One of our family vacations was a trip to Myrtle Beach, where we gathered with extended family in a ramshackle beach house which was unairconditioned, but with a front porch where we could watch the ocean. Most of those houses have since been destroyed for condos and resorts, since the 1970's and early 80's when we vacationed there.
We usually had one activity a day: mini-golf, a movie, a water slide, and shopping for shark's teeth, taffy, and trinkets. We'd often repeat an activity. I always wanted to go to the water slide again.
Those were old-fashioned water slides: a concrete slide with mats. No tubes, no breathtaking drops, nothing to teach us about Physics.
Yesterday we went to a water park that had over 20 slides. You could ride in mats, innertubes, rafts, or just your back, depending on the ride. There was a lazy river, a wave pool, and a place for very little kids.
I worried that I might just have to stay in the lazy river all day, as most of the rides seemed a bit scary to me. We started on the slides which reminded me of the Myrtle Beach days. They weren't nearly as fun as I remembered. Next we went on the ride with the smallest time in a tube, which we rode down in double innertubes.
That ride wasn't as terrifying as I expected, so I decided to go on the Black Thunder attraction, a ride in total darkness with a vortex. It was thrilling but not as scary as I expected (my sister would disagree). It was completely outside of my comfort zone--and I was happy that I rose to the challenge.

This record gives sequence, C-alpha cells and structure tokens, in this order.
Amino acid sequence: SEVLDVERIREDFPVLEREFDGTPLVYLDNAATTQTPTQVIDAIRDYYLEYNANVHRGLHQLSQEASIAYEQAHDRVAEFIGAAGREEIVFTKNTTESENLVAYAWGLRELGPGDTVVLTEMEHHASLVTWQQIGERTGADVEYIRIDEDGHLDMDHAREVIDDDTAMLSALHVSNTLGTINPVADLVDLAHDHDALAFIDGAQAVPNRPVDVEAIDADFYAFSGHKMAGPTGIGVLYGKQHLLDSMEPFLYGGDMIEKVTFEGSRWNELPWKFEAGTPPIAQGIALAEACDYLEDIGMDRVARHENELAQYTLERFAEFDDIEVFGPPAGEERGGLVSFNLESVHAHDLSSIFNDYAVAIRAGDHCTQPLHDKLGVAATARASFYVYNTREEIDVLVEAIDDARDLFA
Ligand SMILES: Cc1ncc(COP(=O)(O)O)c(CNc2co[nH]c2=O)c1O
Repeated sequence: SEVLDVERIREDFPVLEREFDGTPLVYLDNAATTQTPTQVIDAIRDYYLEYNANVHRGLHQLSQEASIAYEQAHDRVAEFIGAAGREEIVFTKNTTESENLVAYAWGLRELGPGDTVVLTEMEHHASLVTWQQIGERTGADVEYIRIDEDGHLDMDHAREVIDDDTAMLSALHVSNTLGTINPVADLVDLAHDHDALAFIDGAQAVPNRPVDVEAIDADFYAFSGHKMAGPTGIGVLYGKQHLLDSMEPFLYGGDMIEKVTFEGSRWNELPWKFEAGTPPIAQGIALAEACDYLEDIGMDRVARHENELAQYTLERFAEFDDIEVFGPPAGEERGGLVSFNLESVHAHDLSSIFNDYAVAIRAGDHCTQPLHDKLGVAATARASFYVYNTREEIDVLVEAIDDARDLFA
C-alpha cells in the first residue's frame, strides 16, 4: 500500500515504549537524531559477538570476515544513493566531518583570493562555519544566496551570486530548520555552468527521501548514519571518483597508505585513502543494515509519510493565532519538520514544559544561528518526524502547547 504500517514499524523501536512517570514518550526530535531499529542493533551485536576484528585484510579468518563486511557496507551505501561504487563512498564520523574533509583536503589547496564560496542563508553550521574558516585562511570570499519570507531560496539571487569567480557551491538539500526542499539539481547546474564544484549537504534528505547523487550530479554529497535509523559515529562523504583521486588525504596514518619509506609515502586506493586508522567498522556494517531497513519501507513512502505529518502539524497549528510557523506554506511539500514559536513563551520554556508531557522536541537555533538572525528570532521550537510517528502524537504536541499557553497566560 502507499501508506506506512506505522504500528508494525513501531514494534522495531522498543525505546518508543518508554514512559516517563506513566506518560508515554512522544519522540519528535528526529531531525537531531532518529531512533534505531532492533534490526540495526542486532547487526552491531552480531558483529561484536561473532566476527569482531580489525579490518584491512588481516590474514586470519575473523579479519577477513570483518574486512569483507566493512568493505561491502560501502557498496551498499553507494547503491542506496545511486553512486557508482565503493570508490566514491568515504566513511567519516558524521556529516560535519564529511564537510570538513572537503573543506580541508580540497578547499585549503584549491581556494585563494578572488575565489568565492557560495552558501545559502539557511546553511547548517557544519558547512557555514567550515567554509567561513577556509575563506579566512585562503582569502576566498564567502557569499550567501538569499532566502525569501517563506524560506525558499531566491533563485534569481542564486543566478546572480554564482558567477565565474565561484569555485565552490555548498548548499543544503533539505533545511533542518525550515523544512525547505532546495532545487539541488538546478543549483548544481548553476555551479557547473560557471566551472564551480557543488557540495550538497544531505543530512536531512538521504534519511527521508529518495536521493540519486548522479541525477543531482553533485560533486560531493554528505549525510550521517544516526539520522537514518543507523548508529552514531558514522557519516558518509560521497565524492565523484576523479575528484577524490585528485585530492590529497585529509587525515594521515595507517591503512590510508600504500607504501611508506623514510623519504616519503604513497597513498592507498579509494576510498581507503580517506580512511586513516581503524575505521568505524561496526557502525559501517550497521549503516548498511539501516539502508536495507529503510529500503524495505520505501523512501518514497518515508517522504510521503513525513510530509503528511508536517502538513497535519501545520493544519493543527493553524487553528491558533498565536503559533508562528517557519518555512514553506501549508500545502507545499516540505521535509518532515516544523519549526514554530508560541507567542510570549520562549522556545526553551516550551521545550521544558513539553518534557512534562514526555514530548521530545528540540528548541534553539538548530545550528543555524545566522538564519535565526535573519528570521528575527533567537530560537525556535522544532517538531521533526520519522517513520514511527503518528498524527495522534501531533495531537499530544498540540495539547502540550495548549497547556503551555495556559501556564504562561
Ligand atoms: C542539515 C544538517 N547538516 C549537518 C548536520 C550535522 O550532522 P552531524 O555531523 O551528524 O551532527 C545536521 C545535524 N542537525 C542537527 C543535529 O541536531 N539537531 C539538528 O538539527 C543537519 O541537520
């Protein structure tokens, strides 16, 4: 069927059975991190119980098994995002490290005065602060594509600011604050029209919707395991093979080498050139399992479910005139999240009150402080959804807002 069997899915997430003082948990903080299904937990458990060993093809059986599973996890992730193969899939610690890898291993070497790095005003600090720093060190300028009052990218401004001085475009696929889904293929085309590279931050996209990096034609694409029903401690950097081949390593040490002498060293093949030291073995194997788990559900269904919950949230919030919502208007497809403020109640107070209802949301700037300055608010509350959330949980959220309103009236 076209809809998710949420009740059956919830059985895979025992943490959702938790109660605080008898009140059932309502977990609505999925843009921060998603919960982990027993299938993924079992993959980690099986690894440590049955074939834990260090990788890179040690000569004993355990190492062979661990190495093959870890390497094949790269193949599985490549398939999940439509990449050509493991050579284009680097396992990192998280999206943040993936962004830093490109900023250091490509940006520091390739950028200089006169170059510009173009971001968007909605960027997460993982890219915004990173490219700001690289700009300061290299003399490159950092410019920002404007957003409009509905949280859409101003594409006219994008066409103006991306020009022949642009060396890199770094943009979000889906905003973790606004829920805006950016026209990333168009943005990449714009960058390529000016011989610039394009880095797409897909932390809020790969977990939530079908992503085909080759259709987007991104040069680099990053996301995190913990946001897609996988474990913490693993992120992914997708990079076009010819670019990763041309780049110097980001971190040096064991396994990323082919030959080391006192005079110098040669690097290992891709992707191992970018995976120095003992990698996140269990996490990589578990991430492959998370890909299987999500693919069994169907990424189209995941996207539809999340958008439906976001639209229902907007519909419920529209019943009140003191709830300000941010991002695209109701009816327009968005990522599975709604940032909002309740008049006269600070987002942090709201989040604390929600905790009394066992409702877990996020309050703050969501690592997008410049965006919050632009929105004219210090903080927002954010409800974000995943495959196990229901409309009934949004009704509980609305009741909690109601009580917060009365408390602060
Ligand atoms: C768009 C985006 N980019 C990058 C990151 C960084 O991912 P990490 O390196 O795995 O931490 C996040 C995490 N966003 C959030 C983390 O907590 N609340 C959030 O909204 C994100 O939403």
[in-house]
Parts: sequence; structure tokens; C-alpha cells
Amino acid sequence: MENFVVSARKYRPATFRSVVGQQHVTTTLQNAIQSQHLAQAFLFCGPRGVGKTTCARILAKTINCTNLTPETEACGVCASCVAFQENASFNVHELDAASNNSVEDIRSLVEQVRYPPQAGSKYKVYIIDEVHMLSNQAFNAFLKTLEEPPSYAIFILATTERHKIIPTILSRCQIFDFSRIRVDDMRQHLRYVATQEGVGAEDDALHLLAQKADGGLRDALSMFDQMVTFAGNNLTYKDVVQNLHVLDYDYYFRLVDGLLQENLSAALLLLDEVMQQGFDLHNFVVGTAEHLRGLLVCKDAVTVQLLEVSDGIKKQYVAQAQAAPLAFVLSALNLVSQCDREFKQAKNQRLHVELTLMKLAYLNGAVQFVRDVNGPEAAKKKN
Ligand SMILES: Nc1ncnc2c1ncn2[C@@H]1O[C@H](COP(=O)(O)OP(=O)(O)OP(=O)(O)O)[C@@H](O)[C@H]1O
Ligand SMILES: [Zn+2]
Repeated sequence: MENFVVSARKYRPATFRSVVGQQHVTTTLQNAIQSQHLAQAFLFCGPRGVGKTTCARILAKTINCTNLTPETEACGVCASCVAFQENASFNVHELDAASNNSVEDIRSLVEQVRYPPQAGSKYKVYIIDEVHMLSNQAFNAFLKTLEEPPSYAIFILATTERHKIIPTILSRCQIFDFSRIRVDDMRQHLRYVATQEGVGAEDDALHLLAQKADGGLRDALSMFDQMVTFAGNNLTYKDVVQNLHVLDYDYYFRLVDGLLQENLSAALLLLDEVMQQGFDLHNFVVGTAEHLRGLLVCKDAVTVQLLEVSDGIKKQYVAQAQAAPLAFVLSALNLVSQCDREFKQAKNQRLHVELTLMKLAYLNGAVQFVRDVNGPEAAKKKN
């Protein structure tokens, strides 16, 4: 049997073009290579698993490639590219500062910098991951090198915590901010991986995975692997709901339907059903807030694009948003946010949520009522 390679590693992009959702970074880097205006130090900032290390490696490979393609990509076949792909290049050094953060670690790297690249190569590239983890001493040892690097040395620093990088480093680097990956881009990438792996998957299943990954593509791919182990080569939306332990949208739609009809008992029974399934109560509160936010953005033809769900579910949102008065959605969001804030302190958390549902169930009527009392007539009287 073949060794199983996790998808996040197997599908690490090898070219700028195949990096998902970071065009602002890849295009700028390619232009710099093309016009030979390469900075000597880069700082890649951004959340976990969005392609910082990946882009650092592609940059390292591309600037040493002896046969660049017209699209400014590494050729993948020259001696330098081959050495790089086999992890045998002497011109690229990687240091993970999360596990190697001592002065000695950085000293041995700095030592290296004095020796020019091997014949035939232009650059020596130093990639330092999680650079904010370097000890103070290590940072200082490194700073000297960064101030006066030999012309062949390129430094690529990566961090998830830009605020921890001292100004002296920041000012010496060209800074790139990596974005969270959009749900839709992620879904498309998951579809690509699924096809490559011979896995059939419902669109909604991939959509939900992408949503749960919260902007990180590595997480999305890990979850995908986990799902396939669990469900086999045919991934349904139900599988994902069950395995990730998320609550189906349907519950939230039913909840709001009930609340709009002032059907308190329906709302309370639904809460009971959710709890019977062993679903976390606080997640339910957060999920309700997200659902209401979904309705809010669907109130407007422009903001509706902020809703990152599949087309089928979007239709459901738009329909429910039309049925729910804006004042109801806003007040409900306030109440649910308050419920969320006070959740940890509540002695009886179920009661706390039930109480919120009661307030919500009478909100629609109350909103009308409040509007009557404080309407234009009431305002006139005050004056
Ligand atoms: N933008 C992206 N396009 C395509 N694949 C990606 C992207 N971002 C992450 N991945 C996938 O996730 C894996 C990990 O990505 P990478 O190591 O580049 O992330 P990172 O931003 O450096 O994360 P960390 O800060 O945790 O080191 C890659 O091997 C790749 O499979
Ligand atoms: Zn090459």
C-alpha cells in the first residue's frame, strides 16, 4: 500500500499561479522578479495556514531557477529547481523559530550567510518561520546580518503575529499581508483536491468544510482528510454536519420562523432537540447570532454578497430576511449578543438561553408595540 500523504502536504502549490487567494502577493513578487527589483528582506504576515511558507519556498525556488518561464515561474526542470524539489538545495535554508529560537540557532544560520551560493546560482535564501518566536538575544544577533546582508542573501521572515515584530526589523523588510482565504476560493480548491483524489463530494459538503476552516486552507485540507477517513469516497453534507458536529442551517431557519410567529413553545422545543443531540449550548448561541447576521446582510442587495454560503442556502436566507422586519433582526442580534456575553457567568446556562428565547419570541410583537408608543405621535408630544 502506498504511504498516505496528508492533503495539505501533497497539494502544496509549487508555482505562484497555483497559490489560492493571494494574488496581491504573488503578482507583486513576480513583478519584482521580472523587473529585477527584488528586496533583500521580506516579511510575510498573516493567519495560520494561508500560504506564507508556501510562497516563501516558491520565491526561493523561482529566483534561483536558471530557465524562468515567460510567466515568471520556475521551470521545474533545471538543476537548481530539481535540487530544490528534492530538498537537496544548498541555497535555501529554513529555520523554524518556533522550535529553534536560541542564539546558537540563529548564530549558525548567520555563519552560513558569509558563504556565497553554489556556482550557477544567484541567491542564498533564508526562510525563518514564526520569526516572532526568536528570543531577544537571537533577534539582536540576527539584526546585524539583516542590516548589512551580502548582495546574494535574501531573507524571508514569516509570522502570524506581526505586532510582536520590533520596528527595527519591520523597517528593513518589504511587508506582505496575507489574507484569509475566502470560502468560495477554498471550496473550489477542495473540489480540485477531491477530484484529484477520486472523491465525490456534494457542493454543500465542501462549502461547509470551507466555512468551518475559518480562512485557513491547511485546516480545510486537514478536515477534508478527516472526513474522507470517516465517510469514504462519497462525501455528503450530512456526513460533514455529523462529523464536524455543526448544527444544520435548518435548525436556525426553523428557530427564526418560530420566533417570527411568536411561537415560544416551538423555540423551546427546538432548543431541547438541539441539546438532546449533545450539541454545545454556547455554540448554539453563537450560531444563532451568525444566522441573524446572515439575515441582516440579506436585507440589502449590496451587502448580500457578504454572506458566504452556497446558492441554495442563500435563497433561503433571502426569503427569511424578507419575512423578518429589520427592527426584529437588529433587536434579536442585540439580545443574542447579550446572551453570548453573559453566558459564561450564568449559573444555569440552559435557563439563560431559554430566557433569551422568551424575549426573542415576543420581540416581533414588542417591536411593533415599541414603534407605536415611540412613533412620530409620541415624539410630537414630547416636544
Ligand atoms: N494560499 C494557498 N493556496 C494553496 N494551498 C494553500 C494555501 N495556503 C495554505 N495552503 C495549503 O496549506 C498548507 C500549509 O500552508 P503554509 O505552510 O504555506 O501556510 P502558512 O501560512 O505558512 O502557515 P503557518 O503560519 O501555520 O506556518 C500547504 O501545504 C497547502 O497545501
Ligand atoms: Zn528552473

So I rode a few other rides outside of my comfort zone too. There were some I decided were too big a risk to my back, so I sat those out--but it wasn't out of fear of falling out of the slide, but fear of a wrenched back and the hour car ride home.
When I took my motorcycle riding classes last year, I wrote about realizing how few activities I do that are truly outside of my comfort zone. I may stretch myself with activities, but they aren't truly new to me, at least with most of what I do. There's very little that I do that requires feeling fear/anxiety but doing it anyway.
Yesterday's waterpark didn't inspire true fear, the way that riding the motorcycle for the first time did. I knew we'd be safe--it wasn't a waterpark with netting across the open tube, like the attraction that killed the child in Kansas. There have been no serious incidents at the park.
As I get older, I want to keep doing activities that challenge me to move closer to the edges of my comfort zone, and to occasionally leave my comfort zone. I know too many people who are curtailing their activities before they get truly old. There may be good reasons that my friends don't want to tell me about, but for most of them, they seem to have simply decided not to challenge their anxieties--and so, they end up not driving outside of the county or on Interstates or taking on new jobs or trying new activities.
Our day yesterday was full of other insights, but this post is getting long, so let me close here, with gratitude for nephews and others who challenge me to move outside my comfort zone.